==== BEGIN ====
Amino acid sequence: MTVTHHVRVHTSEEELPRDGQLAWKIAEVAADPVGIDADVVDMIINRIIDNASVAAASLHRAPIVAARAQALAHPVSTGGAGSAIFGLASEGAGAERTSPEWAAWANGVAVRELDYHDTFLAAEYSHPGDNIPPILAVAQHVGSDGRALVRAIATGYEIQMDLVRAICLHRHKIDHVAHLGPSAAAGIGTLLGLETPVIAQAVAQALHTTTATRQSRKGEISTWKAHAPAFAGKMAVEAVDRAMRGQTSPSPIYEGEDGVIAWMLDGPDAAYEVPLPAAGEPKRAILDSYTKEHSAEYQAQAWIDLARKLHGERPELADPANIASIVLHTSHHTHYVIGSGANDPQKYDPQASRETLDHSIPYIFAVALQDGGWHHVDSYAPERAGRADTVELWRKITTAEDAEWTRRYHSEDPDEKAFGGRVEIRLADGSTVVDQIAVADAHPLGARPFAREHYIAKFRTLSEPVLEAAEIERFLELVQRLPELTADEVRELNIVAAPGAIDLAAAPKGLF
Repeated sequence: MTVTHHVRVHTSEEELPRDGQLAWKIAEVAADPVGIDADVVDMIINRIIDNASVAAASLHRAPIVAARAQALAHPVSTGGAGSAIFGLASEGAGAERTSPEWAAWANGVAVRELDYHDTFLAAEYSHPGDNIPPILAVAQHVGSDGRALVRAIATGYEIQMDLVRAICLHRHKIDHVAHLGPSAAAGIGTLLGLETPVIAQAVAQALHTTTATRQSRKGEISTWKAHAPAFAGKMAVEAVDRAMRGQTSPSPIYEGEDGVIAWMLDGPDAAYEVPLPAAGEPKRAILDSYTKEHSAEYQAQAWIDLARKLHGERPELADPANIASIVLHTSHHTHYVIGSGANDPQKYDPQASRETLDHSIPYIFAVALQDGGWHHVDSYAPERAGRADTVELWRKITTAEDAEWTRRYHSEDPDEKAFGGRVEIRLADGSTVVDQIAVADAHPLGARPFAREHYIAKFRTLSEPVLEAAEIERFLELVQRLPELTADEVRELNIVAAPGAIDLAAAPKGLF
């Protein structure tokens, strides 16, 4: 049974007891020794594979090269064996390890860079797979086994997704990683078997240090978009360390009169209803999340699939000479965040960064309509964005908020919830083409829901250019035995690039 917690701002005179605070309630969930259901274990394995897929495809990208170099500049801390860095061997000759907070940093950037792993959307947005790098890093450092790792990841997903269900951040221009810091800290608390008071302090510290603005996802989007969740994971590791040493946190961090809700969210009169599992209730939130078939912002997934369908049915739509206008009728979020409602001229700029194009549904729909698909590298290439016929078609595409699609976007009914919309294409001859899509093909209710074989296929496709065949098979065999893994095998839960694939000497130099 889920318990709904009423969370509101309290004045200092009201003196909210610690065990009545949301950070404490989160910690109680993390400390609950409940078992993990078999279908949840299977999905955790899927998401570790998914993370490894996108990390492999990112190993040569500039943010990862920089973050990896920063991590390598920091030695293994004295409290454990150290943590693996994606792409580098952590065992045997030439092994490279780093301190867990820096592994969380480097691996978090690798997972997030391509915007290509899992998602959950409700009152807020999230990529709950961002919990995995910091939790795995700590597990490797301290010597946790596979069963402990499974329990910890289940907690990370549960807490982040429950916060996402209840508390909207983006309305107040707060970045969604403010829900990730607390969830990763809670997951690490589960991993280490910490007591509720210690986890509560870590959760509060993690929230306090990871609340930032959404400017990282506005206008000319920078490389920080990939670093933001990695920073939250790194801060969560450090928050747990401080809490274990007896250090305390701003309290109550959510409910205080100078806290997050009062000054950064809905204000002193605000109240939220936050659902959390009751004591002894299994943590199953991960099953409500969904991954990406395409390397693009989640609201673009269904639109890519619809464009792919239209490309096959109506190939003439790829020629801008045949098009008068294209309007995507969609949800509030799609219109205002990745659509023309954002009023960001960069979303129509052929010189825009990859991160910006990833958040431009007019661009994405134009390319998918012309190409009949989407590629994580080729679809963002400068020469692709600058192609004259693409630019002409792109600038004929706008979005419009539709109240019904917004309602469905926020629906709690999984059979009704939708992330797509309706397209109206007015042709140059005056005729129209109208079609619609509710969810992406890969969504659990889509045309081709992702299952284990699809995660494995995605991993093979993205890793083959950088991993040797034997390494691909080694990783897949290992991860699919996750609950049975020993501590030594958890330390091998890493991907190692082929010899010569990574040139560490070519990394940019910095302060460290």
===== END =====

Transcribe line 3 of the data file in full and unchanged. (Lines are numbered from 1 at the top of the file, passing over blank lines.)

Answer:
């Protein structure tokens, strides 16, 4: 049974007891020794594979090269064996390890860079797979086994997704990683078997240090978009360390009169209803999340699939000479965040960064309509964005908020919830083409829901250019035995690039 917690701002005179605070309630969930259901274990394995897929495809990208170099500049801390860095061997000759907070940093950037792993959307947005790098890093450092790792990841997903269900951040221009810091800290608390008071302090510290603005996802989007969740994971590791040493946190961090809700969210009169599992209730939130078939912002997934369908049915739509206008009728979020409602001229700029194009549904729909698909590298290439016929078609595409699609976007009914919309294409001859899509093909209710074989296929496709065949098979065999893994095998839960694939000497130099 889920318990709904009423969370509101309290004045200092009201003196909210610690065990009545949301950070404490989160910690109680993390400390609950409940078992993990078999279908949840299977999905955790899927998401570790998914993370490894996108990390492999990112190993040569500039943010990862920089973050990896920063991590390598920091030695293994004295409290454990150290943590693996994606792409580098952590065992045997030439092994490279780093301190867990820096592994969380480097691996978090690798997972997030391509915007290509899992998602959950409700009152807020999230990529709950961002919990995995910091939790795995700590597990490797301290010597946790596979069963402990499974329990910890289940907690990370549960807490982040429950916060996402209840508390909207983006309305107040707060970045969604403010829900990730607390969830990763809670997951690490589960991993280490910490007591509720210690986890509560870590959760509060993690929230306090990871609340930032959404400017990282506005206008000319920078490389920080990939670093933001990695920073939250790194801060969560450090928050747990401080809490274990007896250090305390701003309290109550959510409910205080100078806290997050009062000054950064809905204000002193605000109240939220936050659902959390009751004591002894299994943590199953991960099953409500969904991954990406395409390397693009989640609201673009269904639109890519619809464009792919239209490309096959109506190939003439790829020629801008045949098009008068294209309007995507969609949800509030799609219109205002990745659509023309954002009023960001960069979303129509052929010189825009990859991160910006990833958040431009007019661009994405134009390319998918012309190409009949989407590629994580080729679809963002400068020469692709600058192609004259693409630019002409792109600038004929706008979005419009539709109240019904917004309602469905926020629906709690999984059979009704939708992330797509309706397209109206007015042709140059005056005729129209109208079609619609509710969810992406890969969504659990889509045309081709992702299952284990699809995660494995995605991993093979993205890793083959950088991993040797034997390494691909080694990783897949290992991860699919996750609950049975020993501590030594958890330390091998890493991907190692082929010899010569990574040139560490070519990394940019910095302060460290």